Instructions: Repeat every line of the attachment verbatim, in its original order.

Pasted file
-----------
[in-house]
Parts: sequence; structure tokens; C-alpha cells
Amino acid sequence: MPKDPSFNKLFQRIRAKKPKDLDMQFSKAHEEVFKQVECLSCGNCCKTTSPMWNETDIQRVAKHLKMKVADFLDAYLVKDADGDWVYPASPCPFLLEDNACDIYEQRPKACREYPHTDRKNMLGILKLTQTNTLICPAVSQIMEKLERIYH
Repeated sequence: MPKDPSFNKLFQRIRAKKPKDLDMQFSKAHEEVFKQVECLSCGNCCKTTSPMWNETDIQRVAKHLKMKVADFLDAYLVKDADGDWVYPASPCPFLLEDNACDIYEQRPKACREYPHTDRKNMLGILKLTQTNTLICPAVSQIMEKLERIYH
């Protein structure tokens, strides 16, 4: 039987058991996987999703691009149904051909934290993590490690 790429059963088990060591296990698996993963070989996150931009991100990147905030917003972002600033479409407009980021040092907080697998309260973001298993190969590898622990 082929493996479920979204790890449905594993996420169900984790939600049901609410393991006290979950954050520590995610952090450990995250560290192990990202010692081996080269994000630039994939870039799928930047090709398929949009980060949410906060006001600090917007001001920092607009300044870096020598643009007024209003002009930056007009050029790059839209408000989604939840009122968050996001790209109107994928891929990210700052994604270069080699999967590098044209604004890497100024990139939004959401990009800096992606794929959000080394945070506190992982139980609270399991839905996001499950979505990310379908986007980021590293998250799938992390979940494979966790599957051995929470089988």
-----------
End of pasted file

[in-house]
Parts: sequence; structure tokens; C-alpha cells
Amino acid sequence: MPKDPSFNKLFQRIRAKKPKDLDMQFSKAHEEVFKQVECLSCGNCCKTTSPMWNETDIQRVAKHLKMKVADFLDAYLVKDADGDWVYPASPCPFLLEDNACDIYEQRPKACREYPHTDRKNMLGILKLTQTNTLICPAVSQIMEKLERIYH
Repeated sequence: MPKDPSFNKLFQRIRAKKPKDLDMQFSKAHEEVFKQVECLSCGNCCKTTSPMWNETDIQRVAKHLKMKVADFLDAYLVKDADGDWVYPASPCPFLLEDNACDIYEQRPKACREYPHTDRKNMLGILKLTQTNTLICPAVSQIMEKLERIYH
């Protein structure tokens, strides 16, 4: 039987058991996987999703691009149904051909934290993590490690 790429059963088990060591296990698996993963070989996150931009991100990147905030917003972002600033479409407009980021040092907080697998309260973001298993190969590898622990 082929493996479920979204790890449905594993996420169900984790939600049901609410393991006290979950954050520590995610952090450990995250560290192990990202010692081996080269994000630039994939870039799928930047090709398929949009980060949410906060006001600090917007001001920092607009300044870096020598643009007024209003002009930056007009050029790059839209408000989604939840009122968050996001790209109107994928891929990210700052994604270069080699999967590098044209604004890497100024990139939004959401990009800096992606794929959000080394945070506190992982139980609270399991839905996001499950979505990310379908986007980021590293998250799938992390979940494979966790599957051995929470089988």